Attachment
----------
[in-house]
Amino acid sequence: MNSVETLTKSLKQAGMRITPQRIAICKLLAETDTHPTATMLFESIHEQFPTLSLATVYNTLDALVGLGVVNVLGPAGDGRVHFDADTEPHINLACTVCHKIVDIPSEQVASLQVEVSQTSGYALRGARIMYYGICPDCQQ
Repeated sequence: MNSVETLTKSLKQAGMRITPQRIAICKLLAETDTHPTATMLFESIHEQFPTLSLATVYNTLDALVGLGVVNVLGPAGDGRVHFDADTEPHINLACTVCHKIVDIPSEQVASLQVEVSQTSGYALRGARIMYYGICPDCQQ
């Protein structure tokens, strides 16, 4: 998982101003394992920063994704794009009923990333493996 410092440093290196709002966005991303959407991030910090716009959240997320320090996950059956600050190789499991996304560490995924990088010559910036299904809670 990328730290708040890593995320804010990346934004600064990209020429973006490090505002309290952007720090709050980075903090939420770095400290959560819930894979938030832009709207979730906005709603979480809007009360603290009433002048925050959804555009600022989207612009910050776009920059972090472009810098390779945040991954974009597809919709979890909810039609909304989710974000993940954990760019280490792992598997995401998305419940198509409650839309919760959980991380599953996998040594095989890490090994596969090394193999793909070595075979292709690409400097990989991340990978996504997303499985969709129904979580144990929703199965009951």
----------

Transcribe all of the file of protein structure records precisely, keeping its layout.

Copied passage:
[in-house]
Amino acid sequence: MNSVETLTKSLKQAGMRITPQRIAICKLLAETDTHPTATMLFESIHEQFPTLSLATVYNTLDALVGLGVVNVLGPAGDGRVHFDADTEPHINLACTVCHKIVDIPSEQVASLQVEVSQTSGYALRGARIMYYGICPDCQQ
Repeated sequence: MNSVETLTKSLKQAGMRITPQRIAICKLLAETDTHPTATMLFESIHEQFPTLSLATVYNTLDALVGLGVVNVLGPAGDGRVHFDADTEPHINLACTVCHKIVDIPSEQVASLQVEVSQTSGYALRGARIMYYGICPDCQQ
């Protein structure tokens, strides 16, 4: 998982101003394992920063994704794009009923990333493996 410092440093290196709002966005991303959407991030910090716009959240997320320090996950059956600050190789499991996304560490995924990088010559910036299904809670 990328730290708040890593995320804010990346934004600064990209020429973006490090505002309290952007720090709050980075903090939420770095400290959560819930894979938030832009709207979730906005709603979480809007009360603290009433002048925050959804555009600022989207612009910050776009920059972090472009810098390779945040991954974009597809919709979890909810039609909304989710974000993940954990760019280490792992598997995401998305419940198509409650839309919760959980991380599953996998040594095989890490090994596969090394193999793909070595075979292709690409400097990989991340990978996504997303499985969709129904979580144990929703199965009951």